Mothers tried to explain the low prevalence of exclusive breastfeeding in China during the FGDs (Table 7) and the feeling that “the amount of breast milk produced was not enough” was one of the major reasons mentioned. In other studies, “insufficient breast milk syndrome” has also been considered an important barrier to successful breastfeeding [37, 51, 52]. Because mothers usually cannot measure the amount of breast milk a baby has drunk, the mothers in our study often lacked confidence about whether their babies were satisfied or wondered if they were still hungry. In order to match the requirements of the growth charts at the monthly child care examination, these mothers preferred giving additional infant formula to their babies after breastfeeding. In most cases, monitoring the amount and color of the urine in the diaper and the frequency of bowel movements is a more effective indicator than mothers’ feelings . Daily weighing of the infant in the hospital and every couple of days after discharge could reassure the mothers and improve their confidence about exclusive breastfeeding. Due to the fact that most of the mothers delayed the initiation of breastfeeding, prelacteal feedings were widely used. Supplementation was continued after initiating breastfeeding because of the concern of not producing enough milk. During the course of this study, it became obvious that the physiology of breast milk production was not clearly understood. Thus, education on the physiology of breast milk production and secretion and the related importance of frequent suckling should be included in the maternal school curriculum.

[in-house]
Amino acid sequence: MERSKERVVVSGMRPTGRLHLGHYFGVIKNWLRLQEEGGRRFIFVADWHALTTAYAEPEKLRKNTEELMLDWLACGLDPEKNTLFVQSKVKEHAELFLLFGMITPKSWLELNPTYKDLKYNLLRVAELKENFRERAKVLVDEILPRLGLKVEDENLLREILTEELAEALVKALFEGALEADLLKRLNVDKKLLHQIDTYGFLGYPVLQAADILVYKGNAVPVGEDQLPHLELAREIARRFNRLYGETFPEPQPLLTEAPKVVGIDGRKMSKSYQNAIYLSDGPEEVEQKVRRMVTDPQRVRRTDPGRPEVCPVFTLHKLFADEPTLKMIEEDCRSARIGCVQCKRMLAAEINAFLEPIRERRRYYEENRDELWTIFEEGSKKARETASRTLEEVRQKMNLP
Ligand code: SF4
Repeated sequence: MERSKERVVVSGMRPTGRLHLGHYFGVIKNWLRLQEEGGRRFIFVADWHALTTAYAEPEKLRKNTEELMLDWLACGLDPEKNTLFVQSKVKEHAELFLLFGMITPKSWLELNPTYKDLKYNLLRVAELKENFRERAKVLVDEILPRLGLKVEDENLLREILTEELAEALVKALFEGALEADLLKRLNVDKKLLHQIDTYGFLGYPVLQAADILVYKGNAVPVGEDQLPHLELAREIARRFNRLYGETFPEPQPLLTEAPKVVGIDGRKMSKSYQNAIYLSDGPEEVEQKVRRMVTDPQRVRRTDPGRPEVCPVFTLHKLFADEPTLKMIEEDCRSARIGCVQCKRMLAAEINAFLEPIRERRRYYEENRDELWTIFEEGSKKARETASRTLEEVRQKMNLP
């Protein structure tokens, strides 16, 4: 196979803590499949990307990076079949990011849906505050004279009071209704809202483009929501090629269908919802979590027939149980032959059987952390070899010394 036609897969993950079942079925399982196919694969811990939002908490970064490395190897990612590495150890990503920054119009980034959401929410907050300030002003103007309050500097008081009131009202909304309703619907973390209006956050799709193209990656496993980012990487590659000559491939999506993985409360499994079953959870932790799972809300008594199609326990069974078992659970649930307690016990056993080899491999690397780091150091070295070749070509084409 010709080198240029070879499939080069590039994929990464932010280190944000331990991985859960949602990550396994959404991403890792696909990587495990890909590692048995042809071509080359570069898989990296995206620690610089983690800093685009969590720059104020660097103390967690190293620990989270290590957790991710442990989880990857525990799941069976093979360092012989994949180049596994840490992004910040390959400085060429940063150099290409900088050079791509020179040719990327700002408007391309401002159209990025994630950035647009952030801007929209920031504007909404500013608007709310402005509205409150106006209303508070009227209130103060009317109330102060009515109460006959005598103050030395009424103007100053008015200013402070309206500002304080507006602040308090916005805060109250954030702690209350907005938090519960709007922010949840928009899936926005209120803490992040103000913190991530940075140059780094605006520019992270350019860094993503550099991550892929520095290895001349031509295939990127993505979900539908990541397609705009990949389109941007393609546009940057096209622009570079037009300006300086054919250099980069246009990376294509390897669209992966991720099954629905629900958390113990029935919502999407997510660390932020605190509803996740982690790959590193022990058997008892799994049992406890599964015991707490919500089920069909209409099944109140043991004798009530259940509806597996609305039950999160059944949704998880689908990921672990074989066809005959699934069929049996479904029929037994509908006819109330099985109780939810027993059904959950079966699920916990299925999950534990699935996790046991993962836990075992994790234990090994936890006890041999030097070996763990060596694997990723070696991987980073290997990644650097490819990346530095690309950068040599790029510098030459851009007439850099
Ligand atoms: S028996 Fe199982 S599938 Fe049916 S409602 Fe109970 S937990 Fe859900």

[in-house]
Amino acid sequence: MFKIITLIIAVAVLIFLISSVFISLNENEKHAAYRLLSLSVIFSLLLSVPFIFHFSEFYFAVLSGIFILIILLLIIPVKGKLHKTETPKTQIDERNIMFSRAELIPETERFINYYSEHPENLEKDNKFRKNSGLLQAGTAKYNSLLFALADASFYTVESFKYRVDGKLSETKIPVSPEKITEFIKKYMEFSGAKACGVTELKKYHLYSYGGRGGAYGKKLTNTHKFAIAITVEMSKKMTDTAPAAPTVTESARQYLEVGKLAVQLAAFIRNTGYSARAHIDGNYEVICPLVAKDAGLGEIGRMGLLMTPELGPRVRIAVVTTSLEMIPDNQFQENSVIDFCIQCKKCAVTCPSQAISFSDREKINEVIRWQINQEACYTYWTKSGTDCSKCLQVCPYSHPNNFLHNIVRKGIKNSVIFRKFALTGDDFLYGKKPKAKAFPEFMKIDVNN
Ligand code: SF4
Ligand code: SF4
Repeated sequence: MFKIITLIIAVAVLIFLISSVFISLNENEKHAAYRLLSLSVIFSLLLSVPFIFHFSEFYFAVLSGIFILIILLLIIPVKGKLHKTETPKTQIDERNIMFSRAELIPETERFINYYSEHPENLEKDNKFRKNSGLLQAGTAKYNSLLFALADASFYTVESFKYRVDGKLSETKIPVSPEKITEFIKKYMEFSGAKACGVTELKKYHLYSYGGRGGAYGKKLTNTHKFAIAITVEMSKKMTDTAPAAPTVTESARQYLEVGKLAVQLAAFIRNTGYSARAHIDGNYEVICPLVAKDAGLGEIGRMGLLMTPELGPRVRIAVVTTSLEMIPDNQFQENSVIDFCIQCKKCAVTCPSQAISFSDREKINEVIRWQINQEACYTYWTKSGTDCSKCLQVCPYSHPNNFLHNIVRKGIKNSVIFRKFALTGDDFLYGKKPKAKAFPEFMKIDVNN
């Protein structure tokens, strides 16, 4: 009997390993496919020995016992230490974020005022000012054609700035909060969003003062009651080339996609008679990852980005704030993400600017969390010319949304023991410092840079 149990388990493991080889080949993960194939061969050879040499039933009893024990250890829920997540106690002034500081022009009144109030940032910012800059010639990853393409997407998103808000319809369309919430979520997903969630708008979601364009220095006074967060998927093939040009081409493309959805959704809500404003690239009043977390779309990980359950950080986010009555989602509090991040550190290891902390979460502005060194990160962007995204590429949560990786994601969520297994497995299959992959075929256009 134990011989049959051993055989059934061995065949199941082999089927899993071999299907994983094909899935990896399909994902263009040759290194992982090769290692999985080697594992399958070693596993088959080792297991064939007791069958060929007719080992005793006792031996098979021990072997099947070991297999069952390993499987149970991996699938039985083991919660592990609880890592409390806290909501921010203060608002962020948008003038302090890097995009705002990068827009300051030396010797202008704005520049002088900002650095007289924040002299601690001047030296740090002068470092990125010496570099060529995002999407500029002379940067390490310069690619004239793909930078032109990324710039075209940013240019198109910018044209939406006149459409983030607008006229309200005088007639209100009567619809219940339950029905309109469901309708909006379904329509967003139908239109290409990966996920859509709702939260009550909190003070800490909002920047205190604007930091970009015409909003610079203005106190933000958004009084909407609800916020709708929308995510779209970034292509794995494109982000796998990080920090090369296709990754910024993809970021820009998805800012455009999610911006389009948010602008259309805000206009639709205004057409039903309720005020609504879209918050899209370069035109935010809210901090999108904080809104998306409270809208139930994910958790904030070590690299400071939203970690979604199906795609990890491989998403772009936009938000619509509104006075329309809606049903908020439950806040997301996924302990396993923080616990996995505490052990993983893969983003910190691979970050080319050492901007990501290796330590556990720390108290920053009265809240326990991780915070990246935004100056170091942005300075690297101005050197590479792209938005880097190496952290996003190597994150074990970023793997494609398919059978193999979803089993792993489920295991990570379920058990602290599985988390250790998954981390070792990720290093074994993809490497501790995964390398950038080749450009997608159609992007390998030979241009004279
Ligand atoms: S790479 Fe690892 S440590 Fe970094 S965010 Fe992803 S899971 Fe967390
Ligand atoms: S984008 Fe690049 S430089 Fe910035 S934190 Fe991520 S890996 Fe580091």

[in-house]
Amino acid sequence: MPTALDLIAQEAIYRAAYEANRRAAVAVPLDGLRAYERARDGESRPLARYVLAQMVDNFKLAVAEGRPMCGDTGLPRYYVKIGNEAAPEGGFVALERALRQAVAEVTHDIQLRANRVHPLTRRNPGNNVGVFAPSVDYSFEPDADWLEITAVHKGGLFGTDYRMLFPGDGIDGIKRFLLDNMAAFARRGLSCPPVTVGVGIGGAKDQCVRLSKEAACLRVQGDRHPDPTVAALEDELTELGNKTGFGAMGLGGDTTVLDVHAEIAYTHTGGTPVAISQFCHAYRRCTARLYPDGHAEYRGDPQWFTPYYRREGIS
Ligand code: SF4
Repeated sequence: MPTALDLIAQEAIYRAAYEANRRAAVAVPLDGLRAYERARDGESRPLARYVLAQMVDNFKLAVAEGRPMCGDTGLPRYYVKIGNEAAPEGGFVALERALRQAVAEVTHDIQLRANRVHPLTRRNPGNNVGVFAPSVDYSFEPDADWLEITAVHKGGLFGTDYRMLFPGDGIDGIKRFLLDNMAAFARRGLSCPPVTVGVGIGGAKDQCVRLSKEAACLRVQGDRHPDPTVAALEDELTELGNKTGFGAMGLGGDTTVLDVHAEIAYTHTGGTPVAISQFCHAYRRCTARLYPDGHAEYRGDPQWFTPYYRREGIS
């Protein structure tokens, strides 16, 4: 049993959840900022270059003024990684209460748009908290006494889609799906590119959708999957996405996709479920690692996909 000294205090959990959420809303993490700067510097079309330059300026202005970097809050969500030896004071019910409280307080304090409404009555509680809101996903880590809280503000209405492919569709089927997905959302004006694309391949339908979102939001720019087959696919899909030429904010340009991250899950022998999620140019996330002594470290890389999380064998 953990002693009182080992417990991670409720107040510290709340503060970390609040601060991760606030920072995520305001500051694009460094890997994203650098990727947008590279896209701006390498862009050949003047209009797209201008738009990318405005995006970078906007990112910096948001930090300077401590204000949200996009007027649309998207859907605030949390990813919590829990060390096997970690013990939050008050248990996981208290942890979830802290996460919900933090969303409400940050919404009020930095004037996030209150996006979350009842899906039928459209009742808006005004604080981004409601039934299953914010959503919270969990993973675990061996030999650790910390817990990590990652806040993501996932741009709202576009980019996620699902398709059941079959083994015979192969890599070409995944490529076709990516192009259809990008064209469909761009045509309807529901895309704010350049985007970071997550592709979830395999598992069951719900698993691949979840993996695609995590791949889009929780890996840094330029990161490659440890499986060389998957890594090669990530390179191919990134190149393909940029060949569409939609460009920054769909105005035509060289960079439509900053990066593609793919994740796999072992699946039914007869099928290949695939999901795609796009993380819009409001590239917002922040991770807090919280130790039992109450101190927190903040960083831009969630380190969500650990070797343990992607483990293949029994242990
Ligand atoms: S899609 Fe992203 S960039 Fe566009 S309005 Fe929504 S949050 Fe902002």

Due to the widespread inappropriate advertising for infant formula in China [10, 53], parents believed that many health benefits are linked to formula feeding. Perceptions, such as infant formulas being as nutritious or even superior to breast milk, influenced several mothers to offer these formulas as supplements in addition to breastfeeding. To reduce the impact of the unsubstantiated health claims of the infant formula companies  the Ministry of Health of China issued a ban on aggressive advertising of infant formula in 1995 . However, due to lack of control mechanisms, the ban does not seem to have been effective.